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## Fingers and Hands

Here's something a little different ...

It is an opportunity to work with many aspects of mathematics.

It would be good to work with other people for this challenge.

You'll need to split up into five groups.

Each group will need to have copies of one of the pictures below. (

This sheet contains one of each picture.)

In our group, find out how many fingers (including thumbs) there are in the picture you have been given.

Talk to others in your group about how you came to that total and compare your way with other people's ways. Make sure you agree on the number as a whole group.

You may like to record what you have done in some way.

Swap pictures with another group.

How many fingers, including thumbs, this time? Did you change the way you worked it out?

Once again, talk to others in your group about how you each came to that total.

You could swap your pictures again and keep going until you have had a chance to see all five pictures.

As a class share the different ways that you counted.

Are there some ways that were more popular for particular pictures than others? Why was this, do you think?

There is another activity on NRICH,

Alien Counting, which starts like this:-

Well here are five Aliens, all from different planets.

They all count using one "hand" except the last one who uses his six tentacles.

So let me introduce them:

1st - Serious "Dubo" who counts in twos;

2nd - The two headed "Threebee" who counts in threes;

3rd - The laughing "Quort", who counts in fours;

4th - The green-headed "Chindi" who (you guessed it) counts in fives;

Finally - The four-eyed "Senda" counting in sixes.

What if Dubo, Threebee, Quort, Chindi or Senda had been there in the hand pictures instead of humans?

Which Aliens could be in which pictures if you wanted the total to be the same as with humans?

What numbers of fingers would there be if each human in each picture were to be replaced by an Alien of your choice?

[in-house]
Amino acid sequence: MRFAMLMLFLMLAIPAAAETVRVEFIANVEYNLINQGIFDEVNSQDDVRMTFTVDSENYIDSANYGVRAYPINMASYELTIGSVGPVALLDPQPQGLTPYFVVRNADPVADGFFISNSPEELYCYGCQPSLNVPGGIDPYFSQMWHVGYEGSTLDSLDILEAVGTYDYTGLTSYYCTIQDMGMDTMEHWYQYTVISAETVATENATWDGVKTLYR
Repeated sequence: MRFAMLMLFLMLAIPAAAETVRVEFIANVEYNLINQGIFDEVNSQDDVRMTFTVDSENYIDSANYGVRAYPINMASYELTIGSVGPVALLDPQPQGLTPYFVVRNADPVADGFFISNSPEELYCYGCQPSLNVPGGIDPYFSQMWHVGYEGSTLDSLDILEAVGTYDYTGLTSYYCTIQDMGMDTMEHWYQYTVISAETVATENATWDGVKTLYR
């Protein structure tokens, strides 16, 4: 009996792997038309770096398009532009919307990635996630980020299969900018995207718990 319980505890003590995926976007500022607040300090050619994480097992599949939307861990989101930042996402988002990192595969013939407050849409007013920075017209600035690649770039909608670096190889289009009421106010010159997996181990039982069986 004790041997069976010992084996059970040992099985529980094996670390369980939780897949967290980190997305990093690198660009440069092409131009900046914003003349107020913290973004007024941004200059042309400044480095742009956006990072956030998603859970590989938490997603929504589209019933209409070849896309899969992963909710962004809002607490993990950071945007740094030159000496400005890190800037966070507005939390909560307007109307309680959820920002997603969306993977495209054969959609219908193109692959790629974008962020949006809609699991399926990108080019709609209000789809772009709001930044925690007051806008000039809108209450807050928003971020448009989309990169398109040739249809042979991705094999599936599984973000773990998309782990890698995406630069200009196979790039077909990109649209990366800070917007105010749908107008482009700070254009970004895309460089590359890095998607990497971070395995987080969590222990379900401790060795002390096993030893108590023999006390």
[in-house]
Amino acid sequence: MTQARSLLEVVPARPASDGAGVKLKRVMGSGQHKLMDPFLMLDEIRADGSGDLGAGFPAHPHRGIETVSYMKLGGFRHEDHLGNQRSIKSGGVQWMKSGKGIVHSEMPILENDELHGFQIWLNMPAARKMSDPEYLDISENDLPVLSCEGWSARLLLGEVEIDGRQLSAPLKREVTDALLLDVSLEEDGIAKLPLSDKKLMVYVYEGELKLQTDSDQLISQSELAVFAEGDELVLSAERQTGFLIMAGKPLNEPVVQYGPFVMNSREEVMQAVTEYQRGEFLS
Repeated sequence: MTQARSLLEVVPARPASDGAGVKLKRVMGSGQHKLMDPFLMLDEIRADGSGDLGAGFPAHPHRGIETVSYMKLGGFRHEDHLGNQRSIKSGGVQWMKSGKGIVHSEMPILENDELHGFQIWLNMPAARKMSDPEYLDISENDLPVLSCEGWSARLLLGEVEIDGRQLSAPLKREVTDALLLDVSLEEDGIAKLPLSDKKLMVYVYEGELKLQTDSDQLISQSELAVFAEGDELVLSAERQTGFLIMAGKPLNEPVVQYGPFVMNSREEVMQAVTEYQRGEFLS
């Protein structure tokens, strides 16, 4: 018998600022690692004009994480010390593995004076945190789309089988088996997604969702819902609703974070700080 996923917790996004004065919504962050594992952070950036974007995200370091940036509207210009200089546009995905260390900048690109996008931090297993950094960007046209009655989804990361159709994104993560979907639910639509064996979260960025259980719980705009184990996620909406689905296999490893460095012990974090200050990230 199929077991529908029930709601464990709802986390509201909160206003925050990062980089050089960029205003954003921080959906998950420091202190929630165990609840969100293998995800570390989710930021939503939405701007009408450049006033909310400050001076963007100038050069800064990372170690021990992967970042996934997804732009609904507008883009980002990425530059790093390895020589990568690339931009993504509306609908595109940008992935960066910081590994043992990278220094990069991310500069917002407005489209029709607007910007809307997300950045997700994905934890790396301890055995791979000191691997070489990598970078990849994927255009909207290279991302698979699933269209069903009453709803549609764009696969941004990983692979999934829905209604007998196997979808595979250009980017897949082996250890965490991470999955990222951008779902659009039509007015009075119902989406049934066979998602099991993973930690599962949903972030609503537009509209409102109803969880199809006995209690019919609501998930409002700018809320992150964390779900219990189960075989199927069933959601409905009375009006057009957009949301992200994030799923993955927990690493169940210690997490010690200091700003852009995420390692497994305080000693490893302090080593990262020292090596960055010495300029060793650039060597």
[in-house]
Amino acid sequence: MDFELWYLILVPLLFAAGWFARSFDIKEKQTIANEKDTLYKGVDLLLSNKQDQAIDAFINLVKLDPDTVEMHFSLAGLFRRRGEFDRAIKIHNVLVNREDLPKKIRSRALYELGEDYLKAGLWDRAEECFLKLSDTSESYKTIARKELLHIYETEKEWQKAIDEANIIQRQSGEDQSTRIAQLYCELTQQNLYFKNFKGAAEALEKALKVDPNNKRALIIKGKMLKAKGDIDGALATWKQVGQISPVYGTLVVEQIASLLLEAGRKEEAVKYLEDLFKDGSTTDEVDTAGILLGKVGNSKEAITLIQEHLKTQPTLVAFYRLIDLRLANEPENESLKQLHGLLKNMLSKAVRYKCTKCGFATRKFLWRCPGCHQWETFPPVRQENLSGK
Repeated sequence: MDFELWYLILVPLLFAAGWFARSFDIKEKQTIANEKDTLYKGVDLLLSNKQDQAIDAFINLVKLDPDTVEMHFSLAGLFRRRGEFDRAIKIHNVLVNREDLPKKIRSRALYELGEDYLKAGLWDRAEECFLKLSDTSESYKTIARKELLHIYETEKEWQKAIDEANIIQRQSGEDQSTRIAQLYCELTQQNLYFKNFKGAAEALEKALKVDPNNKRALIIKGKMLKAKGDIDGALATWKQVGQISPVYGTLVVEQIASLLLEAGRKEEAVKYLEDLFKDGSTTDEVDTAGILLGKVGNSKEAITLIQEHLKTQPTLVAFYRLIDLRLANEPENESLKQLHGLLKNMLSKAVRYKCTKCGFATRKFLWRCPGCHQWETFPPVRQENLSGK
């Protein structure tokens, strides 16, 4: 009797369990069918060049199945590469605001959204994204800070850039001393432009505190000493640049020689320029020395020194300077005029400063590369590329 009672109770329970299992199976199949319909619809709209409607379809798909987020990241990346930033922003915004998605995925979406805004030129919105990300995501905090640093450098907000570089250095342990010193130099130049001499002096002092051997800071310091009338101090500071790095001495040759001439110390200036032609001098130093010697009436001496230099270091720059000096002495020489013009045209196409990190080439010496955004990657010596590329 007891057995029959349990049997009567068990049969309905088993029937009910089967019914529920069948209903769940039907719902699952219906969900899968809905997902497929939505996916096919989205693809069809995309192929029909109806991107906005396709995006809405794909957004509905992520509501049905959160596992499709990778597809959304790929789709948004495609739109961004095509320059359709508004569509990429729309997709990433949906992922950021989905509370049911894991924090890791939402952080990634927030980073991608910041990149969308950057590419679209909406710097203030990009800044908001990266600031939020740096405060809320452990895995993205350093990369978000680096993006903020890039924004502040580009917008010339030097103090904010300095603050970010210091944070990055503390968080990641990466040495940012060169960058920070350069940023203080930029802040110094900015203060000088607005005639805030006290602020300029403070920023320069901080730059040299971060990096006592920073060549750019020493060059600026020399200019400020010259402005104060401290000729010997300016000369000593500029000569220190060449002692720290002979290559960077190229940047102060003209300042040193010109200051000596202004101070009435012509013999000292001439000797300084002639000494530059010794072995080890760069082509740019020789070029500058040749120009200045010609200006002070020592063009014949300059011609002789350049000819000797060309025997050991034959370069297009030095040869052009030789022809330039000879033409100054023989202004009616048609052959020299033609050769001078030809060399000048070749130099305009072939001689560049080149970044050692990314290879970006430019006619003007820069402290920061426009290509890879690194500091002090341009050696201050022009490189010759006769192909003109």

### Why do this problem?

This

activity has been designed for pupils to work on in a group so that they share their thoughts and ideas with others.

Possible approach

Split the class into five groups and give each group one of the pictures from

this sheet. (It may be useful to have multiple copies of each picture, depending on the number of children in a group.)
To begin with, allow time for everyone individually to work out the total number of fingers, including thumbs, on their picture. Then encourage them to discuss their methods amongst the whole group. You could suggest that each group makes a poster which explains all the different ways of counting that they have used.

Rotate the pictures so that each group now has a new picture. Once again, ask them to work out the total number of fingers, then to share methods again. If new ways of working out the answer have been used, these could be added to the poster.

Once all the pictures have been seen by every group, you can bring the whole class together. They could display their posters and everyone could have time to look at the other groups' posters. Then, ask them to comment on what they have done and seen. Were there some methods that lots of people used? Why do they think that is? Were there some methods that they wouldn't have thought of? Did
any of them change the way they worked out the total number of fingers for different pictures? Why?

It may be that questions arise that can be followed through to a greater depth or you could use the alien context at the foot of the problem to challenge the children to find the totals with some of the aliens' hands.

### Key questions

Tell me what you think.

How did you work out the total?

Do you agree with what s/he said?

Why?

Can you tell others about that?

### Possible extension

In addition to considering Alien hands, this activity could be extended further into the aliens counting in different bases according to the number of fingers they have on a hand.

### Possible support

Some pupils may benefit from having some paper cut-outs of hands.